What is a clinical trial?
A clinical trial, sometimes referred to as a study or study protocol, is designed to evaluate whether new drugs, intervention or treatments are both safe and effective. A protocol is a study plan on which the clinical trial is based. The plan is carefully designed to safeguard the health of the participants as well as answer specific research questions. A protocol describes who may participate in a specific research trial; the schedule of tests, procedures, medications, and dosages; and the length of the study. While in a clinical trial, participants following a protocol are seen regularly by the research staff to monitor their health and to determine the safety and effectiveness of their treatment.
What does a Phase I, Phase II, Phase III and Phase IV clinical trial mean?
Clinical trials are divided into four phases: Phase I, Phase II, Phase III and Phase IV. Each phase is designed for a different purpose and answers a different scientific question. Clinical trials, also called medical research or research studies, are used to determine whether new drugs or treatments are effective at treating or preventing disease. While the Tumor Vaccine Group only focuses on Phase I & II, knowledge of all phases is beneficial.
What is a Phase I trial?
A Phase I clinical trial is the first phase of a study that is carried out on human subjects. This occurs only after appropriate research has been done in animal or cell models. The phase I trial is designed to determine dose scheduling, toxicity, safety, and feasibility of a treatment. Its purpose is to determine whether a drug or treatment will be safe for humans and whether it appears to function as expected. Most phase I trials are not designed to answer whether a treatment is effective on the growth of cancer. If a phase I trial proves the new treatment is safe, the treatment can then be tested for its effectiveness as an anti-cancer agent. Phase I trials usually take place at only one treatment center and involve a limited number of patients.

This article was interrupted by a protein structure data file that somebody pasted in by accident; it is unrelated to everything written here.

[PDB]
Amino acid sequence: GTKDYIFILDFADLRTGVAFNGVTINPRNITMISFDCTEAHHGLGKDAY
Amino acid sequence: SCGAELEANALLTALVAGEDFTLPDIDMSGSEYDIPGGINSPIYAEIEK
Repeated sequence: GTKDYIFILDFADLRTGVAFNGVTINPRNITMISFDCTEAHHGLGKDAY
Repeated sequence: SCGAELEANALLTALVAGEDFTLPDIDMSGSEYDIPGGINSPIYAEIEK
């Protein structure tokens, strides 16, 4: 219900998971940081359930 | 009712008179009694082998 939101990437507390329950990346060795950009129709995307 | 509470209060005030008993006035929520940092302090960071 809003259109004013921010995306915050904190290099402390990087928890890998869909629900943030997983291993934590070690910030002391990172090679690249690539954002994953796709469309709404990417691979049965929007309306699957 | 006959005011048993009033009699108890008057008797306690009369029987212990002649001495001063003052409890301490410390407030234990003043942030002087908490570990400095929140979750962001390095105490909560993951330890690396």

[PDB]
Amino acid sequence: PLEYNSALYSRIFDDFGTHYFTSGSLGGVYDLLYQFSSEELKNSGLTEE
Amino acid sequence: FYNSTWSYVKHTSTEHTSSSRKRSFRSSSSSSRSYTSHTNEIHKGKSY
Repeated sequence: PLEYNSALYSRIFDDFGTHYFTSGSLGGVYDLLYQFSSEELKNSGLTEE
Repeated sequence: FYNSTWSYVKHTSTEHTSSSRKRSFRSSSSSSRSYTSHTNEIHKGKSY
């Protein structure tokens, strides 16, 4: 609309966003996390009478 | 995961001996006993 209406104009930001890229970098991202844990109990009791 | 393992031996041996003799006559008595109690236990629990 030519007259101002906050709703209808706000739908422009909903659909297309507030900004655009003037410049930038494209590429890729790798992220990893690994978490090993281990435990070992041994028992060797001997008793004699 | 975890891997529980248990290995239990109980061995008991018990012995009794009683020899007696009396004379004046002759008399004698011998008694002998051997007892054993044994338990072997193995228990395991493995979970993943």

What is a Phase II trial?
A Phase II clinical trial explores therapeutic efficacy of a new drug treatment while continuing to monitor safety. In other words, this phase of study begins to answer whether this intervention works. This type of trial is usually performed on a small number of patients (often less than 100) with the same disease characteristics.
What is a Phase III trial?
A Phase III clinical trial is carried out once efficacy is established. This type of trial compares the new drug treatment to an existing standard drug treatment for the same diagnosis. This type of trial usually involves large numbers of patients (more than 100) and is performed at several different cooperating institutions. These types of studies are often "randomized," meaning that patients are randomly assigned to one treatment or another. Sometimes, phase III studies are also "double-blinded" and "placebo-controlled." Double-blinded means that the study subjects and investigators are not aware of which treatment is being given to any one individual until after the study is completed. Placebo-controlled trials compare a new treatment to a placebo, or inactive treatment or substance.
What is a Phase IV trial?
A Phase IV clinical trial is carried out as the final phase of new drug therapy investigation. In a phase IV trial, the new drug is used as standard therapy to determine optimal use of the drug for large patient populations.
Why do cancer patients participate in clinical trials and why is it beneficial?